Last week, I went to Waterstones Piccadilly to hear two debut authors speak about their recently published debut novels. Elan Mastai, author of All Our Wrong Todays and Katie Khan, author of Hold Back the Stars were in conversation with the BBC’s Joe Haddow. Both books explore the idea of utopias – with dystopic tendencies – and although the books are quite different from each other, interesting parallels in the inspiration and approach emerged in the discussion.
Both writers were asked to outline their elevator pitch which they did without hesitation. Katie’s was ‘Gravity meets One Day’ which was frowned upon by her tutors at the Faber Academy but has been embraced by everyone else since. She went on to explain that her initial inspiration was to write about a couple falling through space with only 90 minutes of air. Elan was a little more expansive in conveying his: he said he wanted to create a version of the future that people in the 1960s thought we’d have today set against a background of problems that ordinary people encounter in any decade. He wanted to look at our world from the perspective of someone who doesn’t belong here.
Both authors have a background in film. Katie works for Paramount as Head of Digital Marketing but is about to move to Warner Bros where she’ll be working on the next Harry Potter film. Canadian born Elan has been a screenwriter for the past dozen years whose films include What If? which starred Daniel Radcliffe. So naturally they were asked about the difference between writing novels and films.
Elan feels that the idea for the story dictates its form and enjoys the chance to flex different muscles, depending on the project. He relishes the fact that you can do things in books you can’t do in any other medium, citing the page which has caught a lot of early readers’ attention which comprises only expletives, partly included as a visual joke. He also likes the control a novelist has. Film-makers are part of huge teams, who are often risk averse due to the large amounts of money required, and you can’t always tell is a view voiced is strongly felt or offered just for the sake of it. In writing his novel, he embraced the freedom of pushing the boundaries of the story and being answerable to himself and his editors.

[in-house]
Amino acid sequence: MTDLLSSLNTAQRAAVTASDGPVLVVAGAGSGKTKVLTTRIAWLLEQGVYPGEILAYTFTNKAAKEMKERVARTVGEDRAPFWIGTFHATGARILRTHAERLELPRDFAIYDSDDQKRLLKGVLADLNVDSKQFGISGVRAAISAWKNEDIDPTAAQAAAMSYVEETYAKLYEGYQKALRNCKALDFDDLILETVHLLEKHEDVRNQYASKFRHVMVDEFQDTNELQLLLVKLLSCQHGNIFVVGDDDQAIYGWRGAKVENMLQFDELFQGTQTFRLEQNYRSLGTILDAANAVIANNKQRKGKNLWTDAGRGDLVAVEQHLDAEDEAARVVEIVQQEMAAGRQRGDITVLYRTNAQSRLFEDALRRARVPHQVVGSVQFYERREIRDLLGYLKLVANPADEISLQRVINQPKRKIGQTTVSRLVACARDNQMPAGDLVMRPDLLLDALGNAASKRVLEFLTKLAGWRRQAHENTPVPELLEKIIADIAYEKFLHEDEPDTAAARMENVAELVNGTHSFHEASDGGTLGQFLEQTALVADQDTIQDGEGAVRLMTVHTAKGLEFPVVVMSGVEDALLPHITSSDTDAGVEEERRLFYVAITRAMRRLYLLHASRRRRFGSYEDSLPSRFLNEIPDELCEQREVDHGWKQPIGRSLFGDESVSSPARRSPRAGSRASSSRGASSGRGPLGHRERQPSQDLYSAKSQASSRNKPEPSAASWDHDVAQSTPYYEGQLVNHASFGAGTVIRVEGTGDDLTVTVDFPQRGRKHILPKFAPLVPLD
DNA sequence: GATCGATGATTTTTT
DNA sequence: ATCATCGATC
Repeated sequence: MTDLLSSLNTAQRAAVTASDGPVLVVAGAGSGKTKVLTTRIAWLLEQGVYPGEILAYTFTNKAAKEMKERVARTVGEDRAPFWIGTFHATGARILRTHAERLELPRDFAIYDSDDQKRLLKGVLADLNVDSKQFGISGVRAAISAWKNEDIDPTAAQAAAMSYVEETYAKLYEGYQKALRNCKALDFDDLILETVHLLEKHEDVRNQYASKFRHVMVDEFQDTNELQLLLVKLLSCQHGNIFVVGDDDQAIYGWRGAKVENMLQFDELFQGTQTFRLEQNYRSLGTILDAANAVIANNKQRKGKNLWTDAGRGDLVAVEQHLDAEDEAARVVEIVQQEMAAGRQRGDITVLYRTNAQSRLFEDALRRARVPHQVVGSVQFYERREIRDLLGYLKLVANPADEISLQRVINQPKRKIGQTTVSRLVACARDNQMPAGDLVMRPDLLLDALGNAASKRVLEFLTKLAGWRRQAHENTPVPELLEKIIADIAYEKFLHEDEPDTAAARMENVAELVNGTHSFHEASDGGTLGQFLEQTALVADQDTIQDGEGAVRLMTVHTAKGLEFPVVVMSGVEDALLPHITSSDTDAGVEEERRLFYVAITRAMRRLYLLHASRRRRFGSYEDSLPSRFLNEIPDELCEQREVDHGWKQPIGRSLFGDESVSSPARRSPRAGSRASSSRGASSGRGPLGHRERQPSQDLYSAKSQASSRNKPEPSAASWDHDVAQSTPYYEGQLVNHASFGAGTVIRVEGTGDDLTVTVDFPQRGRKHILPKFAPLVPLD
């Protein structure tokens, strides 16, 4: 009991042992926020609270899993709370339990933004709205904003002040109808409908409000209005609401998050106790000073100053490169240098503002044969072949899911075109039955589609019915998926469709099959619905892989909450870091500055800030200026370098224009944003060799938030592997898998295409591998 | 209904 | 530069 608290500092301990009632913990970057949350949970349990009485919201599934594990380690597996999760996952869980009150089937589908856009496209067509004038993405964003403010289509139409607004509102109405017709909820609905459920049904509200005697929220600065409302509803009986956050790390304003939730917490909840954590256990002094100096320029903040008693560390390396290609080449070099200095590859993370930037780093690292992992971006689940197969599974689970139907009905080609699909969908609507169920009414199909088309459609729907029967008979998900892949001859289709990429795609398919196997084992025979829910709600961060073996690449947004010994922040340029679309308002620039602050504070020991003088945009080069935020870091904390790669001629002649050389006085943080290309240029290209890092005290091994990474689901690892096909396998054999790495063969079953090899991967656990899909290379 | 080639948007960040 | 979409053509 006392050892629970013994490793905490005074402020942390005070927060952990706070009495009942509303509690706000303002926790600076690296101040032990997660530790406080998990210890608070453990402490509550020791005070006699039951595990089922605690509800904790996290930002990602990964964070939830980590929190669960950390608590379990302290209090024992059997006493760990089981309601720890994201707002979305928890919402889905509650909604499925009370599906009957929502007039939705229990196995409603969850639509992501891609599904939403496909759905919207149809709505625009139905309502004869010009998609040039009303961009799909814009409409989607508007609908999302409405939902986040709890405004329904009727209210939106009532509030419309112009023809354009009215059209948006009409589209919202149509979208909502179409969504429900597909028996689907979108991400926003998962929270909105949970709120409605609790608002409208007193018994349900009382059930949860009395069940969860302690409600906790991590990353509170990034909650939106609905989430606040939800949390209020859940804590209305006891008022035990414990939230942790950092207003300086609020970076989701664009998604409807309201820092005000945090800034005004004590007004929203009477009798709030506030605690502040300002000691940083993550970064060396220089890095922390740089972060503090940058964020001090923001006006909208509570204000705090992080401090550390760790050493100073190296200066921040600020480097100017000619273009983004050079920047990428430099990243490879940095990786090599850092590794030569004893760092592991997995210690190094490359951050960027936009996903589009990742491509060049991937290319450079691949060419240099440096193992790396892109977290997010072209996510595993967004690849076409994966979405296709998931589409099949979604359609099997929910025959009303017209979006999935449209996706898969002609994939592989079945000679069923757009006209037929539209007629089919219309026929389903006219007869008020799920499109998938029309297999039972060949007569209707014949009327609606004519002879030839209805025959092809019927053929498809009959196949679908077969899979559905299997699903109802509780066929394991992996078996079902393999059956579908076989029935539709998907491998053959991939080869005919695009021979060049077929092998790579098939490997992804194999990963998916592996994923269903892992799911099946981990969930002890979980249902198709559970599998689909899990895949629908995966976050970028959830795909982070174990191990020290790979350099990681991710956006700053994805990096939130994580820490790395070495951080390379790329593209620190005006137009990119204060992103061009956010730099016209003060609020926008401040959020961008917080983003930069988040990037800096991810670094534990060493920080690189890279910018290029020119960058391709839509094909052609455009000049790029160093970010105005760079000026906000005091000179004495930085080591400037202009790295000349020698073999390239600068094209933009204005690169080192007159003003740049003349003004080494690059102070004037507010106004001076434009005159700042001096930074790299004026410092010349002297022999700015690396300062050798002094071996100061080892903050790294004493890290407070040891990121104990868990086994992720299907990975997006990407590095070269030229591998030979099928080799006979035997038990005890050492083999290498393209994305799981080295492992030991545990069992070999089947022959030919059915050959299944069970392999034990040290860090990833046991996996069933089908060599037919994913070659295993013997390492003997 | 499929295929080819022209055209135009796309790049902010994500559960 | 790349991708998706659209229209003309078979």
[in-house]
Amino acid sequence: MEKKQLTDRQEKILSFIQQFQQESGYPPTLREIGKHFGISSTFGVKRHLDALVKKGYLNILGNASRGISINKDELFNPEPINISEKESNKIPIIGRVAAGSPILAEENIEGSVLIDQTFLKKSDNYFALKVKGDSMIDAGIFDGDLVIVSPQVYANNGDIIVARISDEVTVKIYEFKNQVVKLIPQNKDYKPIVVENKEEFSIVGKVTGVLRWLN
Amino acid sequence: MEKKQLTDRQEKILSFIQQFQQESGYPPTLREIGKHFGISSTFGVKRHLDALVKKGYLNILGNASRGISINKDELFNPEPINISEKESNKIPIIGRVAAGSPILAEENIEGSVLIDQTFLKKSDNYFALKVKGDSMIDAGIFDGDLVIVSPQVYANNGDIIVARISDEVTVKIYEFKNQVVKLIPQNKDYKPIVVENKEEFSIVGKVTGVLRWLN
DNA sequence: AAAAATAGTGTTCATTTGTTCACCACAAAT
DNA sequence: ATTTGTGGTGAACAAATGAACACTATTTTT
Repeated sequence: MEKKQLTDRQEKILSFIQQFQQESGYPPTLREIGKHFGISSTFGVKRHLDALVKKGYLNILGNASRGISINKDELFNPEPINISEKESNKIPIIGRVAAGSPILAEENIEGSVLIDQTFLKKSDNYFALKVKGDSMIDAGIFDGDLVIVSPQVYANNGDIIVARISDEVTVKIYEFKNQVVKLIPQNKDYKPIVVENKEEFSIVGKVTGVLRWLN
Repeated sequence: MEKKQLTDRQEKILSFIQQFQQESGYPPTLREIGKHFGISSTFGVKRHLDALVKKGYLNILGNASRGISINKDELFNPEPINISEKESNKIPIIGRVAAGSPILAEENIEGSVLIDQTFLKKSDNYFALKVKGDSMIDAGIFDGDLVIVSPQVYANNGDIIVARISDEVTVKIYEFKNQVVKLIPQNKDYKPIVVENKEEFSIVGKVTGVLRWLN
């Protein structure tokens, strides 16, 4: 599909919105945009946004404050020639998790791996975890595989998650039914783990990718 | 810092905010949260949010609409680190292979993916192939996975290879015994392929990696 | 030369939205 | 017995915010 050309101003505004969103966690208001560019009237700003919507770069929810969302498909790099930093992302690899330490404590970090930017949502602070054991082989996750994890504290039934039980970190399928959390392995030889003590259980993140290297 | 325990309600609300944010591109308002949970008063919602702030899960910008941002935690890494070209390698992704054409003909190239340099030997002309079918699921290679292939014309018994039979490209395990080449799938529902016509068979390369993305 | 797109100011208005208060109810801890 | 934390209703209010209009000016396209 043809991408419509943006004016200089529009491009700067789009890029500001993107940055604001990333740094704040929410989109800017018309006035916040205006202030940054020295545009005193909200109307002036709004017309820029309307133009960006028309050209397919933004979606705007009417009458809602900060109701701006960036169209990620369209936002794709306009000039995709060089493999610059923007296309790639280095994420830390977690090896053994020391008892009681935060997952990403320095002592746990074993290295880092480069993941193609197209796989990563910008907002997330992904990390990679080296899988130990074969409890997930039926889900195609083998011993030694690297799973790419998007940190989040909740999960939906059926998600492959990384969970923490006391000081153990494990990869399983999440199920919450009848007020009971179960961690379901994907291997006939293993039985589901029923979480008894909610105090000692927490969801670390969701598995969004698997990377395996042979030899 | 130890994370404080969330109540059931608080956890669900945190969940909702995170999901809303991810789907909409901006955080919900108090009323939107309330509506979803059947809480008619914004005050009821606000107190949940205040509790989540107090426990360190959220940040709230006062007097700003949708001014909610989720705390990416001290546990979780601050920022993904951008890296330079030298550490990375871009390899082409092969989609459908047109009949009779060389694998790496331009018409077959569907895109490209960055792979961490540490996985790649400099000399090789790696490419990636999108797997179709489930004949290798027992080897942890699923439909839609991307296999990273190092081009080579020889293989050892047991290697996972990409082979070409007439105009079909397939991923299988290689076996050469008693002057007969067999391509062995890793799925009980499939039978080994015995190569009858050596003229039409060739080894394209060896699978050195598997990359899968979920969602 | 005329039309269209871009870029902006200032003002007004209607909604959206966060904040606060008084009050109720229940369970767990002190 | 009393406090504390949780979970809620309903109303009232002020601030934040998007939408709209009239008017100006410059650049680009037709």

The way Katie described her process suggests she was more directly influenced by film – she tends to eschew description and maintained a 90-minute story with a three-act structure very much like a movie. She conceived discrete scenes before she wrote them and then carefully interleaved them, building in thematic links so a switch from the past to present didn’t seem too disjointed. She also used an Excel spreadsheet to plot out the book – something I’ve never heard an author admit before.
Is much of the authors’ own characters in the book? Katie gave her male lead her own gallows’ humour and tendency to laugh at inappropriate moments. Unlike his own hero, Elan generally tries to minimise conflict in situations in which he finds himself
How did the authors handle research? Elan explained that one of his ‘pet peeves’ about time travel stories is when authors keep adding to the rules to get themselves out of plot holes. So he conducted thorough research and leavened the facts with humour. Katie’s research was focused closer to home. She looked at the technology available now and wondered what a futuristic utopian version would be like.
Neither writer claimed to be prophetic, although the parallels between the futures they imagined on the page and real life now, on publication, have been widely remarked upon by readers here and in the States. But they’re comfortable with their versions – although perhaps Katie feels slightly regretful that the dystopian aspects of her invented world mirror reality so closely. But you have to let go once you’ve written your book and move on to new novels – which is what both writers are currently doing.
The moments that endeared me most to each of these books – which I’m looking forward to reading – came at different stages of the evening but both concerned the same thing – not research, exactly, but a context provided by the legacy of two historical events, 20 years apart, remembered with affection, and which clearly moved both writers as people first, novelists second.
Katie had had the initial idea for her novel some years earlier but the book came together during the 2012 Olympics. She wanted to base her utopian world of the atmosphere of jubilation and camaraderie that the city embraced. When Elan planned his alternative future he thought back to when he was a child, attending Expo 86 in his home city of Vancouver – and his unforgotten excitement at being surrounded by utopian ideals made real in a celebration of aesthetics and function.
I found it moving to hear how those very instinctive, unprocessed reactions to events shared with thousands of people contributed to the creation of such high-concept, structured works of fiction written in complete isolation. They reassured me that these aren’t just books for die-hard fans of dystopian genre but for all kinds of readers.
Last year I attended a discussion between writers Emma Straub and Carys Bray, which you can read about here.